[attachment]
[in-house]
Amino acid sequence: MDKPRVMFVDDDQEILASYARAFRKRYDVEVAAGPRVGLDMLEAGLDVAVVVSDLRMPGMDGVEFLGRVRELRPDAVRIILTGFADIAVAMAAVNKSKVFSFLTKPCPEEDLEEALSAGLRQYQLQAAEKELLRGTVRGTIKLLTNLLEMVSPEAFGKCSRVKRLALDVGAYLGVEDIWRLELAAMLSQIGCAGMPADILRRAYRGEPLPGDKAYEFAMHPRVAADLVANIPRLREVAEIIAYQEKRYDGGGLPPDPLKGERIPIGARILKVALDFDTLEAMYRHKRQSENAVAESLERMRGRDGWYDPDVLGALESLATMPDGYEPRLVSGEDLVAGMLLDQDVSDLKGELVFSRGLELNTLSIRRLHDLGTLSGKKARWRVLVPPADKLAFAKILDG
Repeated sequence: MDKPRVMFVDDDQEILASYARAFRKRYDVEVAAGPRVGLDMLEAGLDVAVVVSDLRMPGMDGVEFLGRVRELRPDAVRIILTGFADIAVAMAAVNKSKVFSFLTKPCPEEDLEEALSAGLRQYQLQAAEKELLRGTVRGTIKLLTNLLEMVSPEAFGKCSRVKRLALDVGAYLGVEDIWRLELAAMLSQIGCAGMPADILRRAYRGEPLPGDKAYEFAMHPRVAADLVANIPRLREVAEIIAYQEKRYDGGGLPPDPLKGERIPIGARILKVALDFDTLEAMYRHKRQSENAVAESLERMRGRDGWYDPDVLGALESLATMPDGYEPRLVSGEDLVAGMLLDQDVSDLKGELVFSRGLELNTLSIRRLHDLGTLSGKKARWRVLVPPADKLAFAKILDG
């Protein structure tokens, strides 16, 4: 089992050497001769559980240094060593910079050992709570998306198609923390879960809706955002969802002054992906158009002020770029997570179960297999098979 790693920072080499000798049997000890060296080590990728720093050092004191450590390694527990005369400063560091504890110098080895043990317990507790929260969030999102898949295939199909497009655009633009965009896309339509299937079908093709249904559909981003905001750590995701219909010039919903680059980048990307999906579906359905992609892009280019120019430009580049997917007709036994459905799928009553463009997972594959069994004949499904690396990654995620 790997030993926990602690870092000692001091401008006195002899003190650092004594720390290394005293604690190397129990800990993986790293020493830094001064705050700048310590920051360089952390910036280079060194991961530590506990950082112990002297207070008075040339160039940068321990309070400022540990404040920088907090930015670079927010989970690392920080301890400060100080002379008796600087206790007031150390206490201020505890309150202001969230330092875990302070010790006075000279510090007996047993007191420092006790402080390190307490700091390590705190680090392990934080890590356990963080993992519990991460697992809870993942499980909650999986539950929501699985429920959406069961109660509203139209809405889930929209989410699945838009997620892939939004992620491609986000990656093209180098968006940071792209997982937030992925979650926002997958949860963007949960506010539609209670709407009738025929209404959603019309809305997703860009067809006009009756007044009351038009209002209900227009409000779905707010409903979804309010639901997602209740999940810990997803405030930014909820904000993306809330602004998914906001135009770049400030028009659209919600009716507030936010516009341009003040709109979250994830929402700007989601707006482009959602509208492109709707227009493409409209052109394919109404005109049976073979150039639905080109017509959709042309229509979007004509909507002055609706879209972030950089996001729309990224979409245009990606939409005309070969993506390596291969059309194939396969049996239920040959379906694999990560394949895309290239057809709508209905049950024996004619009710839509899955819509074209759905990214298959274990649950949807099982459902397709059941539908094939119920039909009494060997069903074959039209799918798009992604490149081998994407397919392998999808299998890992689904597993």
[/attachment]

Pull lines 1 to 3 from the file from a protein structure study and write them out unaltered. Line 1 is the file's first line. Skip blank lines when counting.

[in-house]
Amino acid sequence: MDKPRVMFVDDDQEILASYARAFRKRYDVEVAAGPRVGLDMLEAGLDVAVVVSDLRMPGMDGVEFLGRVRELRPDAVRIILTGFADIAVAMAAVNKSKVFSFLTKPCPEEDLEEALSAGLRQYQLQAAEKELLRGTVRGTIKLLTNLLEMVSPEAFGKCSRVKRLALDVGAYLGVEDIWRLELAAMLSQIGCAGMPADILRRAYRGEPLPGDKAYEFAMHPRVAADLVANIPRLREVAEIIAYQEKRYDGGGLPPDPLKGERIPIGARILKVALDFDTLEAMYRHKRQSENAVAESLERMRGRDGWYDPDVLGALESLATMPDGYEPRLVSGEDLVAGMLLDQDVSDLKGELVFSRGLELNTLSIRRLHDLGTLSGKKARWRVLVPPADKLAFAKILDG
Repeated sequence: MDKPRVMFVDDDQEILASYARAFRKRYDVEVAAGPRVGLDMLEAGLDVAVVVSDLRMPGMDGVEFLGRVRELRPDAVRIILTGFADIAVAMAAVNKSKVFSFLTKPCPEEDLEEALSAGLRQYQLQAAEKELLRGTVRGTIKLLTNLLEMVSPEAFGKCSRVKRLALDVGAYLGVEDIWRLELAAMLSQIGCAGMPADILRRAYRGEPLPGDKAYEFAMHPRVAADLVANIPRLREVAEIIAYQEKRYDGGGLPPDPLKGERIPIGARILKVALDFDTLEAMYRHKRQSENAVAESLERMRGRDGWYDPDVLGALESLATMPDGYEPRLVSGEDLVAGMLLDQDVSDLKGELVFSRGLELNTLSIRRLHDLGTLSGKKARWRVLVPPADKLAFAKILDG